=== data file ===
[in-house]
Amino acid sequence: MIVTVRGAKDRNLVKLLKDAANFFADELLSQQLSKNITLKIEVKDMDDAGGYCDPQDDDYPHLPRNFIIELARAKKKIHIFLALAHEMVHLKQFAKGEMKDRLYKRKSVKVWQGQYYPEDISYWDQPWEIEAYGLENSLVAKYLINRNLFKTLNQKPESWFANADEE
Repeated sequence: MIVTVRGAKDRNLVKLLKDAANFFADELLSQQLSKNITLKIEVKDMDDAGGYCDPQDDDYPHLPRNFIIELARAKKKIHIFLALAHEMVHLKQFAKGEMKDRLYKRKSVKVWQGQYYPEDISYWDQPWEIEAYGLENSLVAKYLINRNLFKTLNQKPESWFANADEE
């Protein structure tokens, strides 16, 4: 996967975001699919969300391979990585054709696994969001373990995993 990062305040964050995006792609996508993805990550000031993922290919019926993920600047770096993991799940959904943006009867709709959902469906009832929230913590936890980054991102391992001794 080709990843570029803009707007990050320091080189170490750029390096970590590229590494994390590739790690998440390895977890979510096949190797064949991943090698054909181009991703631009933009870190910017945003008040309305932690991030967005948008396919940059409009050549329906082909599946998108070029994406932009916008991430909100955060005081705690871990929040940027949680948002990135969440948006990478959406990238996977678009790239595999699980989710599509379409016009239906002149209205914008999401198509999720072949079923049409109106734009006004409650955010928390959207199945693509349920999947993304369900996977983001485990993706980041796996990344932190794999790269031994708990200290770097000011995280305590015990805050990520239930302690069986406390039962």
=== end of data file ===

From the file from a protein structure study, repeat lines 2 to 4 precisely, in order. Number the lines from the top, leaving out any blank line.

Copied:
Amino acid sequence: MIVTVRGAKDRNLVKLLKDAANFFADELLSQQLSKNITLKIEVKDMDDAGGYCDPQDDDYPHLPRNFIIELARAKKKIHIFLALAHEMVHLKQFAKGEMKDRLYKRKSVKVWQGQYYPEDISYWDQPWEIEAYGLENSLVAKYLINRNLFKTLNQKPESWFANADEE
Repeated sequence: MIVTVRGAKDRNLVKLLKDAANFFADELLSQQLSKNITLKIEVKDMDDAGGYCDPQDDDYPHLPRNFIIELARAKKKIHIFLALAHEMVHLKQFAKGEMKDRLYKRKSVKVWQGQYYPEDISYWDQPWEIEAYGLENSLVAKYLINRNLFKTLNQKPESWFANADEE
């Protein structure tokens, strides 16, 4: 996967975001699919969300391979990585054709696994969001373990995993 990062305040964050995006792609996508993805990550000031993922290919019926993920600047770096993991799940959904943006009867709709959902469906009832929230913590936890980054991102391992001794 080709990843570029803009707007990050320091080189170490750029390096970590590229590494994390590739790690998440390895977890979510096949190797064949991943090698054909181009991703631009933009870190910017945003008040309305932690991030967005948008396919940059409009050549329906082909599946998108070029994406932009916008991430909100955060005081705690871990929040940027949680948002990135969440948006990478959406990238996977678009790239595999699980989710599509379409016009239906002149209205914008999401198509999720072949079923049409109106734009006004409650955010928390959207199945693509349920999947993304369900996977983001485990993706980041796996990344932190794999790269031994708990200290770097000011995280305590015990805050990520239930302690069986406390039962």